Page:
The more music sounds like music the more it is fraudulent and deceptive but nonetheless tempting to accept. This might sound slanderous to music lovers, but what “sounds most like music” comes with the tag telling us the world unquestionably accepts and identifies it as signifying that word. It bears the stamp of authenticity, yet no one can pinpoint the source of authority for that judgment. If music comes with that image of broad agreement our feeling of boredom with it stands against the world, creating an alienation easily taken for granted. “I’m not part of the mainstream” is even a matter of pride.

Music with a clearly defined melody, simple harmony, obvious feeling, conventional instrumental sound is like comfort food prepared by the world and brought to our table, a free gift, yet we let these sounds pass through us or settle into the background. The weight of authority and the free gift however doesn’t mean that a huge number of people really enjoy it. For instance 19th century classical music is at the pinnacle of “real music” yet the audience for it continues to diminish without it losing its position of authority. Like so much common political opinion, few give much thought to whether they really want to listen to it or not. It is assumed that other people do, and so that is that, it’s just there, and will always be there.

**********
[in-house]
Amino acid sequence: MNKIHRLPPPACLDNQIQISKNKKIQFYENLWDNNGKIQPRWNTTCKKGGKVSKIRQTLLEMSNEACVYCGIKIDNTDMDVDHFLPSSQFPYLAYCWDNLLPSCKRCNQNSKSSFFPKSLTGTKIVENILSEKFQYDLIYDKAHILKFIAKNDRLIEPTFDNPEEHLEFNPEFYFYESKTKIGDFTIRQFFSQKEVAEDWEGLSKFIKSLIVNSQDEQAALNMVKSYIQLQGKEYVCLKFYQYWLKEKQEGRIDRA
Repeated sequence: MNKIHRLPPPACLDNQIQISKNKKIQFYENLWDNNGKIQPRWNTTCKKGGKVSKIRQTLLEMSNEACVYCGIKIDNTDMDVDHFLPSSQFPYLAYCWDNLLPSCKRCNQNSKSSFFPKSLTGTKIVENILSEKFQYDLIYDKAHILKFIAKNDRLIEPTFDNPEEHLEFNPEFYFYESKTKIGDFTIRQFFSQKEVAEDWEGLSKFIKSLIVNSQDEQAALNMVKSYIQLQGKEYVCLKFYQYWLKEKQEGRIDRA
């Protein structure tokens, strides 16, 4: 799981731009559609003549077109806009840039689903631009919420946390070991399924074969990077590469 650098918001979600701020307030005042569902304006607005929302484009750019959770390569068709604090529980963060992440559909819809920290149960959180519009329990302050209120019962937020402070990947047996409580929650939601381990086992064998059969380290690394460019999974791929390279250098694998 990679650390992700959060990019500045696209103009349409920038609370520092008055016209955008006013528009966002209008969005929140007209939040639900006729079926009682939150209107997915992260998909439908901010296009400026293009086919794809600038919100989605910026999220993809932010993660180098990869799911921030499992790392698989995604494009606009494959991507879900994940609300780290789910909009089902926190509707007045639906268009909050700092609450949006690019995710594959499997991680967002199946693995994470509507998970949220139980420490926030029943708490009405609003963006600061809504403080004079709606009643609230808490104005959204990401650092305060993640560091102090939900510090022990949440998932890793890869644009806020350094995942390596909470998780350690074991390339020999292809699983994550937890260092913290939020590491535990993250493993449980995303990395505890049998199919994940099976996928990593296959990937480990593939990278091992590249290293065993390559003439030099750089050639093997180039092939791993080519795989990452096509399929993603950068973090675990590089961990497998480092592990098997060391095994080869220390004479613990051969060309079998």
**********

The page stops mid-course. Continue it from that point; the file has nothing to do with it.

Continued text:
The flip side of the most authentic music is “difficult” music (experimental music; modern classical composition, free jazz), supposedly intended to challenge people, however mildly. Like classical music it too does not have many regular listeners, but it comes with a tag that says it is unpopular, and so those thought to listen to it are people who choose to be outside the mainstream, or at least feel obligated to test the water. The latter are the ones who say, “I like all kinds of music” (like “I’m not prejudiced”) until confronted directly with something they really can’t stand. That would be an experience they would hope to avoid, for their educated musical taste requires not inquiring too closely what is out there.

When we as young children were taught how to make music that sounds like music, we were flattered with “good job,” for we achieved something that would be recognized as the real deal. Since we could never get enough recognition we kept trying to do a better job, get more reward, and so on up the never-ending ladder. But an anxiety can creep in with the reward, prompting a suspicion that all this could be a game of which we are the fools and victims. We’ve made music that people only pretend to like and listen to, without really making a decision about it. The question then is, how do we make music that is authentically our own, that has no imaginary authority to validate it?